The limited fame that we have gotten has felt good. It feels good to be noticed and to know that others like what you are doing.

[7] Paul: As both of you guys are majoring in information system , can we expect any exciting new ideas from you guys in the coming months?
Steve: We are always thinking up ideas. A few of them are on the drawing board right now. That's about all I can say though. Our first priority is academics and Carnegie Mellon makes it hard to get away from that. There is a lot of coursework. Although I hate to say that these ideas can wait, they are going to have to. We're not planning on dropping out any time soon.

[8] Paul: Any plans on what you guys are going to do after your graduation?
Steve: Graduation seems so far into the future but it's really only about one and a half years away. Neither of us are sure exactly where we want to be after we leave school but we both want to work in the technology field. I am particularly interested in the new media space. Keith has interests in technical project management and designing web-based systems.

[9] Paul: Where do you guys usually hang out online? Any favorite hunt?
Steve: We're both into the whole blogging scene. A few of our favorite sites are Gizmodo, Engadget, Lifehacker, Blog Maverick, Boing Boing, Digg, iLounge, PaidContent.org, The Joy of Tech, LetsRun, Facebook and of course Woot!.

[10] Paul: Lastly, describe to us in 4 words about yourself.
Steve: Steven is Driven, Ambitious, Open and Absorbed. Keith is Dedicated, Persistent, Thoughtful and Loyal.


10 Questions with Stacey Mulcahy.

For those out there who are involved in Flash Platform Development , you will be familiar with Stacey Mulcahy. Stacey Mulcahy is best known for his weblog, BitchWhoCodes where he write about his passion for Flash Development while juggling work at Teknision Inc. The guy is also a professor at Algonquin College where he teaches Interactive Multimedia and moonlight as a technical editor for several publications about my favorite technology.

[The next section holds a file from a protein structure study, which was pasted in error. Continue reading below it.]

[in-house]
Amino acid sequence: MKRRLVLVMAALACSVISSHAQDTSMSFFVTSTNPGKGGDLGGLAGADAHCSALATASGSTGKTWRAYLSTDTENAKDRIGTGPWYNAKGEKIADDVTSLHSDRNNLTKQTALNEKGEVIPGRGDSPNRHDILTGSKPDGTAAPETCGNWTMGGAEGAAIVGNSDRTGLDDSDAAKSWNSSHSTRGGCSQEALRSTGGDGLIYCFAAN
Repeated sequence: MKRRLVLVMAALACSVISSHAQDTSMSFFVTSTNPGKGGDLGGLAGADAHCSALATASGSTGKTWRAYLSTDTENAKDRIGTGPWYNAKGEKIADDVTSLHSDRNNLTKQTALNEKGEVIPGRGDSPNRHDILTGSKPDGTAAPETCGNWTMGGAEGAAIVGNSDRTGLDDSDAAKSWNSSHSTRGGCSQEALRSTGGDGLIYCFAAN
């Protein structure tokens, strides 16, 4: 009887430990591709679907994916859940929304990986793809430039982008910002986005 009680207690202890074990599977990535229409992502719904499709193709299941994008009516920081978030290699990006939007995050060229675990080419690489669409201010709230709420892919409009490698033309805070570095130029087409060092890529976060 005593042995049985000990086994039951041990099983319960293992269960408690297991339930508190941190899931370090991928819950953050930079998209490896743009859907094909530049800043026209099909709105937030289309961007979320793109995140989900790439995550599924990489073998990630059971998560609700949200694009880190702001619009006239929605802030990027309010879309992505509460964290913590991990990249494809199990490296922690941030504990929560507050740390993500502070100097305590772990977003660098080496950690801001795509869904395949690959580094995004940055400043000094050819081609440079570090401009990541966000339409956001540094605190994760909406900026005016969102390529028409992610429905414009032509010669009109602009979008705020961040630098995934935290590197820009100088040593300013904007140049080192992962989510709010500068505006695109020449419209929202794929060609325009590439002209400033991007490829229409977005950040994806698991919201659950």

[1] Paul: We have to ask this, what is with the name BitchWhoCodes?
Stacey: Bitchwhocodes is simply what is suggests - it's intended to suggest that you don't take yourself too literally. It came as a result of a former employeer calling me bitch as a nickname because I am pretty much anything but that, and I just adopted it as the 'bitch who codes'. Most people don't take it too seriously, although I have had some female opposition to it.

[2] Paul: We know that you worked at at Teknision Inc, care to describe to us, what is an average day at Teknision Inc like?
Stacey: Lately, my average day at Teknision has been something along these lines:

0800hrs - Stroll in with a coffee in hand, sit down and surf the aggregators and blogs to see what is new and exciting in the world of flash and development.

0930hrs - Follow the small herd into a morning meeting where we discuss projects, workloads, deadlines, last night's hockey games. Grab another coffee and settle in around to start attacking whatever maybe on my plate- client work, internal r & d etc. Intermittently get distracted by the blinking taskbar that is Steve messaging me via msn about some great site I have to check out that he found.

1200hrs - Like clockwork, mid-afternoon everyone's headphones come off to listen in on a spirited discussion Tony and I have about some aspect of development - typically I tend to play devil's advocate for pure entertainment value. The day itself, is merely a set amount of time for the collection and development of ideas, where they bounce off of each other, snowballing until we have something tangible that we need to define and file away for when there is a time and place to implement it. Everyone is involved in that process,- developers, designers, project managers. We try to fit in a couple of laughs too, usually at the expense of someone.

1700hrs - The foosball starts in the office.

1800hrs - Tony and I set aside the day's work to start collaborating on an internal project that we consider more of a playtime than anything else. You get caught up in the learning process and loose a grip on how much time has passed.